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Chutes Malfunction; Skydiver Lives

The saying "lucky to be alive" is anything but a cliché when it comes to Shayna Richardson.

She began skydiving when she turned 21 in May. Two months ago, in Siloam Springs, Ark., the Joplin, Mo., woman was making her 10th dive and first solo jump with a brand new parachute when things suddenly went wrong.

Her main chute and her reserve failed to open properly, and she spiraled out of control, falling thousands of feet.

Her fall was

by a camera in her instructor's helmet.

She landed face-first in a parking lot and lived to tell about it.


co-anchor Hannah Storm on The Early Show Tuesday that, when her reserve chute malfunctioned, "Several things flashed through my mind. But of course, the first one is, you know, 'This is going to be a death. It's going to be a fatality. There is no fixing this.'

"Of course, as high up as I was, I was still about 3,000 feet off the ground, I was gonna give it a try. I was doing everything I knew to do to correct the malfunction. But, ultimately, I was prepared for it to be a fatal accident."

It's estimated Richardson was going 50 mph at impact.

"Right before I hit," she said, "I let go and I just, I told God, I said, 'Alright, I know I'm going home now. Just please don't make it hurt.'

"I had accepted — I don't know how your brain can process that so quickly in the 3,000 feet that I fell. I had rationalized with myself that this was it, I was gonna die, and there wasn't anything I could do about it. So I just needed to have one last talk with God before I did."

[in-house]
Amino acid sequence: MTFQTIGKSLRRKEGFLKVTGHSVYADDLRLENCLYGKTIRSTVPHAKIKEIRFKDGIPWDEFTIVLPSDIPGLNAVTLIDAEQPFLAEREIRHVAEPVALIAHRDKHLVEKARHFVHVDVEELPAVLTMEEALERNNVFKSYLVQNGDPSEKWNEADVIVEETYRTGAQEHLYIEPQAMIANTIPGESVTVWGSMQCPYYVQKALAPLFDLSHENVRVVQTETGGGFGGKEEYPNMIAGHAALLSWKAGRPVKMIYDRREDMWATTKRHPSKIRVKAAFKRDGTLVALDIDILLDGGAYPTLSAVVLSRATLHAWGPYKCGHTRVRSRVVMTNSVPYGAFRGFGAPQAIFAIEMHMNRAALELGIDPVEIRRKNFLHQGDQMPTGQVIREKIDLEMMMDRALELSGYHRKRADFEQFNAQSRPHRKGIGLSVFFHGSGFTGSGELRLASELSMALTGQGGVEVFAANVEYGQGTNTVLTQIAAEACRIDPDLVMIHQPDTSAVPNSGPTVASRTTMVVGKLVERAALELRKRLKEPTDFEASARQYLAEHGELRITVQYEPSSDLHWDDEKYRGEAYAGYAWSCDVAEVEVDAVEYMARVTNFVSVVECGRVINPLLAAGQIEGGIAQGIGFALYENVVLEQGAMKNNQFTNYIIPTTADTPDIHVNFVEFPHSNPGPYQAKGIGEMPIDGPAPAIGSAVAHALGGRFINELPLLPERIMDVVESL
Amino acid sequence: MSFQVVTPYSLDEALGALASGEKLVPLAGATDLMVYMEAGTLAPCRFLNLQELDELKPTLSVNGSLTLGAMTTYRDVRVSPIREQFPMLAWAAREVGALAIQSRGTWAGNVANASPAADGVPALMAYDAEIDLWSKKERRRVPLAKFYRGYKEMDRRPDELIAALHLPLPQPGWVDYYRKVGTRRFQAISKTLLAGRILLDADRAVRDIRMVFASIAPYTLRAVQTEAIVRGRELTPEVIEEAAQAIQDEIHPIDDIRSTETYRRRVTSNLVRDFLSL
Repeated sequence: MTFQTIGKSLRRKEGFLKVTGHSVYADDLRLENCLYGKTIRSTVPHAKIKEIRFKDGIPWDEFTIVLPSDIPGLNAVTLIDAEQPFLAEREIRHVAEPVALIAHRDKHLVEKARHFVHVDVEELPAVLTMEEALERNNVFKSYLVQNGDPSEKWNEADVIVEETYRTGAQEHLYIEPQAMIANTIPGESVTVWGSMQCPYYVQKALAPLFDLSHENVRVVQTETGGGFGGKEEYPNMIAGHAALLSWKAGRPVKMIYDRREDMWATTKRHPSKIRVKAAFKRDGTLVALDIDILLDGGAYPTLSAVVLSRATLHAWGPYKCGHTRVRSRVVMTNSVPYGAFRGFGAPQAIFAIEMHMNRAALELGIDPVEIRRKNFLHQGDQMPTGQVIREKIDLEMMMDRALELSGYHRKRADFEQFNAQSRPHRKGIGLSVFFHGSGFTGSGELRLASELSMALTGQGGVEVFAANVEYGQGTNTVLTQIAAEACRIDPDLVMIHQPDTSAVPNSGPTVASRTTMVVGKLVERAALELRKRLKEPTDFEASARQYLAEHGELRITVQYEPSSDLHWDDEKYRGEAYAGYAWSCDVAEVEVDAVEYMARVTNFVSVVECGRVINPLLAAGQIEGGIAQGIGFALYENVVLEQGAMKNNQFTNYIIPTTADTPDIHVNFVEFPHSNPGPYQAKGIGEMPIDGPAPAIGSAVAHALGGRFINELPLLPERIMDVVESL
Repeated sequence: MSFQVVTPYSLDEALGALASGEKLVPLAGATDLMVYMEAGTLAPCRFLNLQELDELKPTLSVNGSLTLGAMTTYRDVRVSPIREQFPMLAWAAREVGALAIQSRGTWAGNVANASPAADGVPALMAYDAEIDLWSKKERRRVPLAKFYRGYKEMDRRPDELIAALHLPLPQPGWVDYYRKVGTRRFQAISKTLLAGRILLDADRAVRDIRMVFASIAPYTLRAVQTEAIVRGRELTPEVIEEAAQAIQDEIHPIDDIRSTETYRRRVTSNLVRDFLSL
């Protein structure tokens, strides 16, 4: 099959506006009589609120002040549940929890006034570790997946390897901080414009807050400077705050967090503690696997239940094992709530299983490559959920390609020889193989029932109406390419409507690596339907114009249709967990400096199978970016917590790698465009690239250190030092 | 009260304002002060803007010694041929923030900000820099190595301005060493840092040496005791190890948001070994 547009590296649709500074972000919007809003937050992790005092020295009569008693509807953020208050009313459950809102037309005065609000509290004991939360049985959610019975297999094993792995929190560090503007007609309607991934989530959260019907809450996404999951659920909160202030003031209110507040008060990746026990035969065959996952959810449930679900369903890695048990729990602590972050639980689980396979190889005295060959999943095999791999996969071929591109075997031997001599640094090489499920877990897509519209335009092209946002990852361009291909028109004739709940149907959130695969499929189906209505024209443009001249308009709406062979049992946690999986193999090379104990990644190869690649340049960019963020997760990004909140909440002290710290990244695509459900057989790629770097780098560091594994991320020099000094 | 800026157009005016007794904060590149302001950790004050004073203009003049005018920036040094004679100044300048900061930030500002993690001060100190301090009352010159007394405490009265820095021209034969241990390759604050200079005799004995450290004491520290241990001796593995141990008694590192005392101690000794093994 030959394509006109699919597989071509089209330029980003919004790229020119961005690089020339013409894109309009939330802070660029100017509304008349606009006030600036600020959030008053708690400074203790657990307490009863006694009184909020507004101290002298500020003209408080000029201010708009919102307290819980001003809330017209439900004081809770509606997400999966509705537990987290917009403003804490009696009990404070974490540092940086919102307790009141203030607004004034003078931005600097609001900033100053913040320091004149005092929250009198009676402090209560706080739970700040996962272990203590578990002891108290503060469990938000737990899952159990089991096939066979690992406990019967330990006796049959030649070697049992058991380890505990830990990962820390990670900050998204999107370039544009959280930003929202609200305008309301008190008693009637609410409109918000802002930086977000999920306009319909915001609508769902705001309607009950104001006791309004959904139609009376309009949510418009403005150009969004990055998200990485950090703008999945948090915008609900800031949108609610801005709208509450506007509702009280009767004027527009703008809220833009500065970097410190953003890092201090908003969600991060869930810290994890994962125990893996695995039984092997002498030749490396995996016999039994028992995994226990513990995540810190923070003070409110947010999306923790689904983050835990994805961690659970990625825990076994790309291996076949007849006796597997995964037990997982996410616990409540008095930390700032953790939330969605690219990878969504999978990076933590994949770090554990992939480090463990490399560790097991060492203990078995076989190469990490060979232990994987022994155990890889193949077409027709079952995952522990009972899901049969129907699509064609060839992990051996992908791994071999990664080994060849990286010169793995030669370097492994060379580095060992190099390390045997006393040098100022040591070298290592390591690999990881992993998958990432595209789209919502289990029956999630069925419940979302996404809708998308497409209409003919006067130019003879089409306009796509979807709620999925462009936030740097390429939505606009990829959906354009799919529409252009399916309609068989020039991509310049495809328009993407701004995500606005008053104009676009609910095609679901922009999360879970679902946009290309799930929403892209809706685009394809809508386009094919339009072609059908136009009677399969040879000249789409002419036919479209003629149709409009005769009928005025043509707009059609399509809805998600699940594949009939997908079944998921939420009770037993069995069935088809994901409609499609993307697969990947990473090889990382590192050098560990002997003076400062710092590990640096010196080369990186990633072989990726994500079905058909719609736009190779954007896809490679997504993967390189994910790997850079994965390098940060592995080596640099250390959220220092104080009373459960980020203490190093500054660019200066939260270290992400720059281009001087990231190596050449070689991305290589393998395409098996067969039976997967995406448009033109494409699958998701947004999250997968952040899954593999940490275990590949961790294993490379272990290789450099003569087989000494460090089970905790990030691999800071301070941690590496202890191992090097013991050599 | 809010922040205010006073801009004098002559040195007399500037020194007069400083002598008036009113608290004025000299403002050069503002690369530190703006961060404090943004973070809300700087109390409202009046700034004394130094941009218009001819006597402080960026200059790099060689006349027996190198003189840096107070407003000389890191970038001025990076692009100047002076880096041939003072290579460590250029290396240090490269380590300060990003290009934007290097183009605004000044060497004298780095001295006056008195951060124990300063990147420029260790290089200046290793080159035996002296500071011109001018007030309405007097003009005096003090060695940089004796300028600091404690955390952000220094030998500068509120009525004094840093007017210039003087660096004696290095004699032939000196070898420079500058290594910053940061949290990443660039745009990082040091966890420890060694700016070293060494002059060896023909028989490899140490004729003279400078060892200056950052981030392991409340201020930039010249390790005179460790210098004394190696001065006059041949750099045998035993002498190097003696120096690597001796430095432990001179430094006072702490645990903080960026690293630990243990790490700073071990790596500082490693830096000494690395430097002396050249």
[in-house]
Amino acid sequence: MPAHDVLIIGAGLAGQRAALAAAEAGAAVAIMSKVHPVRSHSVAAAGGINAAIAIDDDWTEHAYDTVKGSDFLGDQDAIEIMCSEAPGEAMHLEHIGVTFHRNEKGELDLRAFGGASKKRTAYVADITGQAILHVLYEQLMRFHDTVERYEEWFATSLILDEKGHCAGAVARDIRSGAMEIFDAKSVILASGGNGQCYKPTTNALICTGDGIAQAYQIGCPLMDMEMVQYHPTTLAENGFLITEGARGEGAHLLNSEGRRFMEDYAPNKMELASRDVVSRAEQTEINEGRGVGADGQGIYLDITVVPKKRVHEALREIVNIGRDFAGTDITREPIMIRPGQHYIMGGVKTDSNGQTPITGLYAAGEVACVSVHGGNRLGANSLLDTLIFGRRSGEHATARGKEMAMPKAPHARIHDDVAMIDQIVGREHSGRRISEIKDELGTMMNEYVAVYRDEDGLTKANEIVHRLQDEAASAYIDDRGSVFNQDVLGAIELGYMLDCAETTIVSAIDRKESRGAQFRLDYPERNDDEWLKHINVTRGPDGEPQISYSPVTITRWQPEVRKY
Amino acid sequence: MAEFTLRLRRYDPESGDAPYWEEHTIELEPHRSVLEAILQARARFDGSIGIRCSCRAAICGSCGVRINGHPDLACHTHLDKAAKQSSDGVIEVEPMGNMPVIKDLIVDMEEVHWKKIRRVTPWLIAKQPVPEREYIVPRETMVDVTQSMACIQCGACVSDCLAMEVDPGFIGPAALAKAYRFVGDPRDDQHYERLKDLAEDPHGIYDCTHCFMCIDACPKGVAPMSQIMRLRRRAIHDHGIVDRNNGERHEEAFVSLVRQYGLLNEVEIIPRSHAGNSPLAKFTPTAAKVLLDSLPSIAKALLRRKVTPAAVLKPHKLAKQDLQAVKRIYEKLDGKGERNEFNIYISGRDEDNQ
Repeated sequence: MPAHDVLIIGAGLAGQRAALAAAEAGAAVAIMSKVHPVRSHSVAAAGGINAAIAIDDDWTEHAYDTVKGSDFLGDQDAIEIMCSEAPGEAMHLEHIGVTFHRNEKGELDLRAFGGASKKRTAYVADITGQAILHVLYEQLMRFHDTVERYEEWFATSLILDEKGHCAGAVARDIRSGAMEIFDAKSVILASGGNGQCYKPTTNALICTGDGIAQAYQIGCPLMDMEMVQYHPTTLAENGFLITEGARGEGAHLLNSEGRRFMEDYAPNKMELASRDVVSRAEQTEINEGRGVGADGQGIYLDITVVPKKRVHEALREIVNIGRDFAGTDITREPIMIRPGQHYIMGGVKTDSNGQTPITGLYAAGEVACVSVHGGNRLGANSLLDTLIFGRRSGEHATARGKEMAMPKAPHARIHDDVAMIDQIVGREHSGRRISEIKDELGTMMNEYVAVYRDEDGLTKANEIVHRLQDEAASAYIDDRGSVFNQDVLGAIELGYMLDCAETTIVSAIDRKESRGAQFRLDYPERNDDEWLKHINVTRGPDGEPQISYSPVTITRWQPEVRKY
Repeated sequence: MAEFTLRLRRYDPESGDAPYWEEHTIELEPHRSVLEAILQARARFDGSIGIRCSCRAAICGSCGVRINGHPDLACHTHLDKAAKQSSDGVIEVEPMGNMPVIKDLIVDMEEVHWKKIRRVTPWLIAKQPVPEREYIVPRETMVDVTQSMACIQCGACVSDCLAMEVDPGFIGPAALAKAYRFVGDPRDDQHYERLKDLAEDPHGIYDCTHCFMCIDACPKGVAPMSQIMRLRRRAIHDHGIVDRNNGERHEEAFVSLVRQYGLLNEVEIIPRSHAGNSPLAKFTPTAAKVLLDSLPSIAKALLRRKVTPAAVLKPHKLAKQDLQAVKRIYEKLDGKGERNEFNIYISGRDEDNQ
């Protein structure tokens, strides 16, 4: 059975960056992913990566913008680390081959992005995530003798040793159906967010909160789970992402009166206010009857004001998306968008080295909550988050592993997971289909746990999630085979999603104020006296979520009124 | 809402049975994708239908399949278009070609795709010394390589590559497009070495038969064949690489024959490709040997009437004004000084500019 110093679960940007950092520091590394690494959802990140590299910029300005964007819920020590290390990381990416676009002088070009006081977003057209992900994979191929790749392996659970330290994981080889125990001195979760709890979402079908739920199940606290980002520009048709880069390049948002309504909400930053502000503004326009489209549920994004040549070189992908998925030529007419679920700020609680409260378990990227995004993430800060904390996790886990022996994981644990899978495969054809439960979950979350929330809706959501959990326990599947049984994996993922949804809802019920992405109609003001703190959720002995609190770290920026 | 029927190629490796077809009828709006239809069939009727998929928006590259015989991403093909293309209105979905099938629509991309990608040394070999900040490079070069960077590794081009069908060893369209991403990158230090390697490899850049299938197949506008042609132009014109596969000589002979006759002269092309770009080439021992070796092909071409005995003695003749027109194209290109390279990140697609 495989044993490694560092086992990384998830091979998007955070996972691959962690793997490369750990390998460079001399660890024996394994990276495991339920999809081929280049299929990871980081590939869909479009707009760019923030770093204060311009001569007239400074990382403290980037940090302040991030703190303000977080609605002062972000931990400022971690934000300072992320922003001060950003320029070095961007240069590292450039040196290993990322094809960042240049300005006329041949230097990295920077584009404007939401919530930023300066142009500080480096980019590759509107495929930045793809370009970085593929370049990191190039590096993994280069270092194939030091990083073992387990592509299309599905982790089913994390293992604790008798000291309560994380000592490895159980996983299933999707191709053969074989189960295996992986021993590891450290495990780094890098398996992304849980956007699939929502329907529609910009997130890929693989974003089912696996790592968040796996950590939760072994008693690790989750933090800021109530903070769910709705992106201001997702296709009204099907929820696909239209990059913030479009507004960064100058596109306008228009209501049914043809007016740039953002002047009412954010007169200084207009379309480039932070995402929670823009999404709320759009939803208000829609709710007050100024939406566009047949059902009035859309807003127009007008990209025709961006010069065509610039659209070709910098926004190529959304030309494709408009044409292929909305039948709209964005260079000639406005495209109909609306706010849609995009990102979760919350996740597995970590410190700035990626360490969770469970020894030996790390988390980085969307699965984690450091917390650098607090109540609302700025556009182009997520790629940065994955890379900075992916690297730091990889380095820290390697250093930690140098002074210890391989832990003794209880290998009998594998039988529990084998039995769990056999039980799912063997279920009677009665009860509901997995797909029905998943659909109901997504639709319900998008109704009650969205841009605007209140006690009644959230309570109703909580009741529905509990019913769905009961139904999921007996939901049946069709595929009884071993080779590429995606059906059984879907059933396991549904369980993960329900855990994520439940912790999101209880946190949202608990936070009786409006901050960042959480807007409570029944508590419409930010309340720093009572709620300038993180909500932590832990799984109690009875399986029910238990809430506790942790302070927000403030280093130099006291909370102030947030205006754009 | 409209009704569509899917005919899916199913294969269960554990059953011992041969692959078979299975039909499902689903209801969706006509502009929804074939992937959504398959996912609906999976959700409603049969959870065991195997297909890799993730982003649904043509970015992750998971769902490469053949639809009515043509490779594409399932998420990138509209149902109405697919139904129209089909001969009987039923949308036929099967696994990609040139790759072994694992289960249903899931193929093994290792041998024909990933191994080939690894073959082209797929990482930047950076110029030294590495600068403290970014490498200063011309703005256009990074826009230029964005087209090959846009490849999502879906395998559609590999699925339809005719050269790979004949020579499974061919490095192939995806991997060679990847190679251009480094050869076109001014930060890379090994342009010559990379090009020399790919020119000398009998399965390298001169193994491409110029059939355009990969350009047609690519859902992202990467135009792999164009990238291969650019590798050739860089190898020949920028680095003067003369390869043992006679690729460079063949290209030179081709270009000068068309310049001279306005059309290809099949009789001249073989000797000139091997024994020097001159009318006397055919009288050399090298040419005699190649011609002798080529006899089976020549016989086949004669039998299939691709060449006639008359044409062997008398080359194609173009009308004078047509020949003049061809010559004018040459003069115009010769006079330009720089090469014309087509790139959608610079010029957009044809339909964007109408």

Richardson said she doesn't remember hitting the ground.

"Really, the last thing I remember was talking to God," she said. "I said, like I said, 'I'm going home. Just don't make it hurt.' And then I don't remember anything until I was in the ambulance.

"When I hit the ground, my instructor ran over to me and he said I sat up, was talking to him, and tried to get up and get around. Of course, he made me stay down. But I don't remember any of that conversation. I just kept asking repeatedly if I was dreaming and if I was still alive."

Richardson now has 15 plates in her face for fractures after four operations. She also suffered two breaks in her pelvis, as well as a broken right fibula.

But there was one shock still to come.

Richardson learned in the emergency room that she was two weeks pregnant and, "The baby had survived the free fall as well, survived the free fall and the 50 mile-an-hour impact, and then, on top of that, survived all four surgeries that I've been through as well."

The fetus is said to be doing well. Richardson is due in June.

"You can't imagine how blessed I feel," she said. "To be alive, and then to have my baby be healthy is just more than I could ever have imagined or expected. I prepared for the worst and I got the best."

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